We Need to Change What We’re Doing About Covid for Our Children
I learned a lot of amazing things in library school that have made me a better youth librarian, but none of those classes covered a deadly global pandemic.
Assignment: Tell Me About Your Summer
Today I will drop my youngest child off for her first day of 7th grade. It will be the 3rd year of her school years affected by Covid-19 and a deadly global pandemic. You wouldn’t know it, because everyone seems hell bent on trying to pretend life is going back to normal, at what is perhaps the worst time of all for our children.
Across the state, and the nation and the globe, positive infection rates are rising once again at alarming rates, this time from the Delta variant of Covid-19. It’s an alarming development as the Delta variant appears to be hitting the world’s youth population faster and harder than previous variants. Here in Northern Texas, the news is full of reports that there are no pediatric ICU beds available. My TL is full of articles reporting that hospital systems are on the verge of failing in several states.
Though death rates are lower for children, any avoidable death should be unacceptable to us all, especially when we can take fairly easy measures to try and lower those death rates, like getting a vaccine, wearing a mask, and limiting large group events. It’s also important to consider that even though children may not die from Covid, many of them are reporting symptoms long after getting infected and struggling with impacts known as Long Covid. Long Covid Kids is an organization working to track long term Covid effects in kids and tells personal stories about kids struggling with Long Covid. Keep in mind that since this is a new disease and it keeps mutating, we have no real idea what the long term impacts on our children will be.
And getting Covid is not the only thing that our kids have to worry about. Recent reports indicate that more than 43,000 kids in the United States alone have lost a parent to Covid. That’s 43,000 more kids who will now have to grow up in a world without a parent.
Meanwhile, adults everywhere are rushing to try and “get back to normal”, no matter what the cost. But what is the cost to our children? I think that must be a driving question for us as we consider opening our schools and libraries, making decisions about fall programming, and more. If we are dedicated to serving youth, then we must consider the impacts on our youth. It can’t just be about numbers and budgets, we have to consider the impact on our youth. And those considerations must include real time facts about what is happening regarding Covid. We know the benefits of libraries and programming in most regular situations, but we are not now, have not been for a while, and will not be any time soon in a regular situation. There is a deadly virus sweeping across the globe and because we continue to take the very worst approach it keeps mutating. The Delta variant is no joke for these kids and we must approach all decision making with that in mind.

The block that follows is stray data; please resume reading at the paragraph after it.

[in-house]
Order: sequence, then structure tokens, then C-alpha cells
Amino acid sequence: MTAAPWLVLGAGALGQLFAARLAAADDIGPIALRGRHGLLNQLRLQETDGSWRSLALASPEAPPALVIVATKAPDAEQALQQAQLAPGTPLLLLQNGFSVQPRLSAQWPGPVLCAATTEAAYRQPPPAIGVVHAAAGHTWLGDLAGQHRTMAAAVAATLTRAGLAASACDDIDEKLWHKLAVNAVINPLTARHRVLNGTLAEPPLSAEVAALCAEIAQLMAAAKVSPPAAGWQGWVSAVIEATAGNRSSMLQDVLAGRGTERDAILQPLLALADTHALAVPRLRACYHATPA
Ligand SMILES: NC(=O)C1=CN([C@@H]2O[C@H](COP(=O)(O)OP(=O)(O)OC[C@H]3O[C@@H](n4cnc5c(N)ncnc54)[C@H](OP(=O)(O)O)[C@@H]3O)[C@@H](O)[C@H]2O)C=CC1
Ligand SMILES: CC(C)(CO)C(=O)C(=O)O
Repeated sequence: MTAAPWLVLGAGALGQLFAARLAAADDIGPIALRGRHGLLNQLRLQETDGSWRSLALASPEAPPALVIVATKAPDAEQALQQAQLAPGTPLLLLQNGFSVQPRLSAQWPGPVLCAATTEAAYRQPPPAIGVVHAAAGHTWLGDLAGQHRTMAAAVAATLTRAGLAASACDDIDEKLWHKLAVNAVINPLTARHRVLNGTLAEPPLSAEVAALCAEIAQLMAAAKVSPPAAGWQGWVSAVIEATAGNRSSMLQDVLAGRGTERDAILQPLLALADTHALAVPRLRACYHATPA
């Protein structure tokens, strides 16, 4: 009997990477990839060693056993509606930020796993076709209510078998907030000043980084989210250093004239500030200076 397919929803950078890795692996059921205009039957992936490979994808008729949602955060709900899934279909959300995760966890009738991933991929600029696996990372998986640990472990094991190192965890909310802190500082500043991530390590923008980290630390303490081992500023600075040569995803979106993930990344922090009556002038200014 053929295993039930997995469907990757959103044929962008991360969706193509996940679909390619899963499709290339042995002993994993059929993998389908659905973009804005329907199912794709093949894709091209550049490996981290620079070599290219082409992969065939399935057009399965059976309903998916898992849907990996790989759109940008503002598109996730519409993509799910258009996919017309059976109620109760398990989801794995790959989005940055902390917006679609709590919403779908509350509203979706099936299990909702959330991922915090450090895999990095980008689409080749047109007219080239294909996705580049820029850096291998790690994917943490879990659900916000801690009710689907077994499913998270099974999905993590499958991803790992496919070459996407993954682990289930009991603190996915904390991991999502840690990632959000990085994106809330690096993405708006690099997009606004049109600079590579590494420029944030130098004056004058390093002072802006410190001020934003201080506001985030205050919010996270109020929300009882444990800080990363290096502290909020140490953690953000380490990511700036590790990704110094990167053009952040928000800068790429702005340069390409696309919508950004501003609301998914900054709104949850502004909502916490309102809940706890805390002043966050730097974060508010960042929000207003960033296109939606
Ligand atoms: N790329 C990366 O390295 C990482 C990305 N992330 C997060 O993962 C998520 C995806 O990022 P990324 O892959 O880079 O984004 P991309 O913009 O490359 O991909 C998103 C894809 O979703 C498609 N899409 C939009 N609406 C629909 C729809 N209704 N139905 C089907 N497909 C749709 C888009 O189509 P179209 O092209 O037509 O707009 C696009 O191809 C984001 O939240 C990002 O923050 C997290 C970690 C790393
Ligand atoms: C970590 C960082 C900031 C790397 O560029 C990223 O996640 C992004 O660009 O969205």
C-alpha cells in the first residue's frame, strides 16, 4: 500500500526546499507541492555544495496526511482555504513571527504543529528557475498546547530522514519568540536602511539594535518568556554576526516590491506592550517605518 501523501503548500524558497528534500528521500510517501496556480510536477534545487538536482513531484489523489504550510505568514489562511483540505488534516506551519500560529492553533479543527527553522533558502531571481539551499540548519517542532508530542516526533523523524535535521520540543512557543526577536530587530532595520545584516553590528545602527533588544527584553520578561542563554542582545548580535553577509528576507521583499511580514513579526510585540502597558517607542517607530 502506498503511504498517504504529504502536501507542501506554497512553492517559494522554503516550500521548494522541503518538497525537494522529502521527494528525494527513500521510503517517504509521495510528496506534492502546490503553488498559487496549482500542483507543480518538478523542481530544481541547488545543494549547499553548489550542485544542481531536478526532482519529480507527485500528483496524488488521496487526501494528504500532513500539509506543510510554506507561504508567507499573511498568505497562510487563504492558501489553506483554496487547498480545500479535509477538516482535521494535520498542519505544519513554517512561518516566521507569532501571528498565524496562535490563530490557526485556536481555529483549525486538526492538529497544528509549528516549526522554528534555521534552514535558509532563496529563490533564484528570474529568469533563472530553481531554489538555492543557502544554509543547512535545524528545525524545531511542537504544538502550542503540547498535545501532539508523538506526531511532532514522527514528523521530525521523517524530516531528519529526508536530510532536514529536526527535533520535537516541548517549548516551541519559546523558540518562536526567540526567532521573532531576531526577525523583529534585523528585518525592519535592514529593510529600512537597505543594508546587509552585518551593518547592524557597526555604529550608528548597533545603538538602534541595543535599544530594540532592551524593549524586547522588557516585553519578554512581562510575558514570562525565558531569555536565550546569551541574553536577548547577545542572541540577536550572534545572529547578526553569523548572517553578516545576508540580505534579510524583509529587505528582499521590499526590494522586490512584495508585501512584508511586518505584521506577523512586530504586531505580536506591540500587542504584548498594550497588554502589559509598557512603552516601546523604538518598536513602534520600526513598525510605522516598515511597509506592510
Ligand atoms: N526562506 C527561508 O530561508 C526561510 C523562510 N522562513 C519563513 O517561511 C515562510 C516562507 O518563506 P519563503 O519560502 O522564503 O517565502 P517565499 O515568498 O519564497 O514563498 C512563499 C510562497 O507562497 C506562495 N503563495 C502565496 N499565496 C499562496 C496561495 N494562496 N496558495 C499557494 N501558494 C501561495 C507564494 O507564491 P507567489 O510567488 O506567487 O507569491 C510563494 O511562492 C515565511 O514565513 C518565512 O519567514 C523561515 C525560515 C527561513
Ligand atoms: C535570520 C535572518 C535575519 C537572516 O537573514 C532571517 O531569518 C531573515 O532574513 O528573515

If you are not yet familiar with it, I highly recommend taking some time to read about trauma informed librarianship. We are raising a generation of kids who are going to be traumatized by living through a deadly global pandemic. We are not all experiencing the same pandemic, it has effected some more than others, but we are all living through a pandemic. Kids have become collateral damage, as they always are, in our politics and that will have tremendous impact on who they become, if they survive whatever is happening now and whatever comes next.
So if you are a person in decision making capacity for policy decisions that affect our youth, I urge you to consider the science, to consider the long term outcomes as well as the short term ones, and, most importantly, to consider the kids. What we say and do matters in every way. It is, quite literally, a matter of life and death. We should start acting like it.
And also, I beg of you, whatever you do at the beginning of this school year, please don’t ask kids to tell you about their summer as an ice breaker. For a lot of kids, it involved fear, illness and death. And if you are not prepared to deal with that emotional revelation, you should not ask the question.
Filed under: Things I Never Learned in Library School
About Karen Jensen, MLS
Karen Jensen has been a Teen Services Librarian for almost 30 years. She created TLT in 2011 and is the co-editor of The Whole Library Handbook: Teen Services with Heather Booth (ALA Editions, 2014).
SLJ Blog Network